Here and Now (2018)
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Fight, Death 

[HBO] HD. 'Fight, Death.' (Season One) Ramon is rocked by a disturbing revelation; Audrey makes a pitch to Steven Benjamin, a wealthy friend.


Lisa Cholodenko


Wes Taylor, Alan Ball (created by) | 5 more credits »




Episode cast overview, first billed only:
Tim Robbins ... Greg Boatwright
Holly Hunter ... Audrey Bayer
Daniel Zovatto ... Ramon Bayer-Boatwright
Jerrika Hinton ... Ashley Collins
Raymond Lee ... Duc Bayer-Boatwright
Sosie Bacon ... Kristen Bayer-Boatwright
Joe Williamson ... Malcolm Collins
Andy Bean ... Henry Bergen
Marwan Salama ... Navid Shokrani
Peter Macdissi ... Dr. Farid Shokrani
Necar Zadegan ... Layla Shokrani
Tim DeKay ... Steven Benjamin
Fernanda Andrade ... Carmen Torres
Michael Weaver ... Imam Chuck
Kevin Bigley ... Michael


Rocked by a disturbing revelation, Ramon escapes into the past. Farid looks for meaning in a translation, while Kristen takes comfort in the music of the Torah. Audrey finds that an old college friend, Steven Benjamin, is receptive to her Empathy Initiative pitch. Greg works out with Duc and Michael, and submits a foreword to Duc's soon-to-be-published self-help book. Written by AnonymousB

Plot Summary | Add Synopsis


Comedy | Drama | Fantasy








Release Date:

18 March 2018 (USA) See more »

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Performed by Daughter
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User Reviews

21 March 2018 | by HallowLooyuhSee all my reviews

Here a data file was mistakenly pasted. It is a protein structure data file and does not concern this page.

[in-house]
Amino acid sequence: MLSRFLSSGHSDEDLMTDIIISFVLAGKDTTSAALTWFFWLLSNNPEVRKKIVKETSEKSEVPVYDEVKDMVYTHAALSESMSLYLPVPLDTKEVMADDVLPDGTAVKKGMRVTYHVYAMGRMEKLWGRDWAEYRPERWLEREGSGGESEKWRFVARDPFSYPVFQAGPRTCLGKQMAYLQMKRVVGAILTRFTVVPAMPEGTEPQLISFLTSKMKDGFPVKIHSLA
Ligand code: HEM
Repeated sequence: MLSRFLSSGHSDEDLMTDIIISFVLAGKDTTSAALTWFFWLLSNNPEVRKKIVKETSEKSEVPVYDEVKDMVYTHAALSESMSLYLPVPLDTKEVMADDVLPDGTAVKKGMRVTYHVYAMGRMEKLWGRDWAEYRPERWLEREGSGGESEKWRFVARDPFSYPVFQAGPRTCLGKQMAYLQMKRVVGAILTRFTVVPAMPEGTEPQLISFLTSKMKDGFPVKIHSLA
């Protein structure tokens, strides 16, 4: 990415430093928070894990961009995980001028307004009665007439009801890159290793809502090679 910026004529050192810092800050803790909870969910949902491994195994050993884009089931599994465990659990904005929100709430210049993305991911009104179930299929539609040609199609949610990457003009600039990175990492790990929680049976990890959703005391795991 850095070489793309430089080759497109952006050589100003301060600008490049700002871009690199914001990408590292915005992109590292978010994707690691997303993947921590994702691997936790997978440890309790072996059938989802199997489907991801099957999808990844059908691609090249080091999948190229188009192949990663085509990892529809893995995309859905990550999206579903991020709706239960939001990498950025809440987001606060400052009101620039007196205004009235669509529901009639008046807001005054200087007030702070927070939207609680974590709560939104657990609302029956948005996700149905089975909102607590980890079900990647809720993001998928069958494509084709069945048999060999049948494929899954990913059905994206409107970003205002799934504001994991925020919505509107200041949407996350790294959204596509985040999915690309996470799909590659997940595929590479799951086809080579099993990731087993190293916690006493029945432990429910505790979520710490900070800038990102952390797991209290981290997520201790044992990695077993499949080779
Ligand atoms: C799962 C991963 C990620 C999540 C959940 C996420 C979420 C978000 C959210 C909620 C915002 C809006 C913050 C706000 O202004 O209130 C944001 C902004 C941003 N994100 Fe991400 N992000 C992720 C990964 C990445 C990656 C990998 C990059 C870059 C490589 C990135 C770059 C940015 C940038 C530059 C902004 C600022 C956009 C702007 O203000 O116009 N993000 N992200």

I thought this was a beautifully written episode. Mysteries continue to unfold and be explored, character stories & backstories continue to be fleshed out, and an overall convergence of various plot lines seems imminent. The dialogue writing gets very high marks. The Ramon/Farid link is fascinating. Kristen had a terrific episode. Ashley is becoming a heroine with a serious purpose. Duc is starting to be unleashed and that seems to portend fascinating revelations too. Perhaps the only concern I have is with Audrey's character. All too few shows & movies, even acclaimed ones, seem to be able to convincingly portray a middle-age woman in crisis. Often, she becomes a simple basket case, or clams up and becomes inarticulate, or does things that abandon the previous development of her character. I hope that doesn't happen with Audrey. Her soft and vulnerable side just a few episodes ago now seems like an irregularity. Which I believe is a mistake, both story wise and for the actor. I think it would be much more challenging for an actor to show restraint, tenderness & vulnerability than stereotypical qualities like betrayal, inscrutability, anger, etc. Which goes back to the seeming dearth of writers who are either skilled or lack the insight to credibly portray a middle-age female's point of view. But again, this is a terrific episode overall, despite my concerns, which may turn out to be unfounded. I'm really rooting for this show to continue the all-around excellence it has shown to this point.

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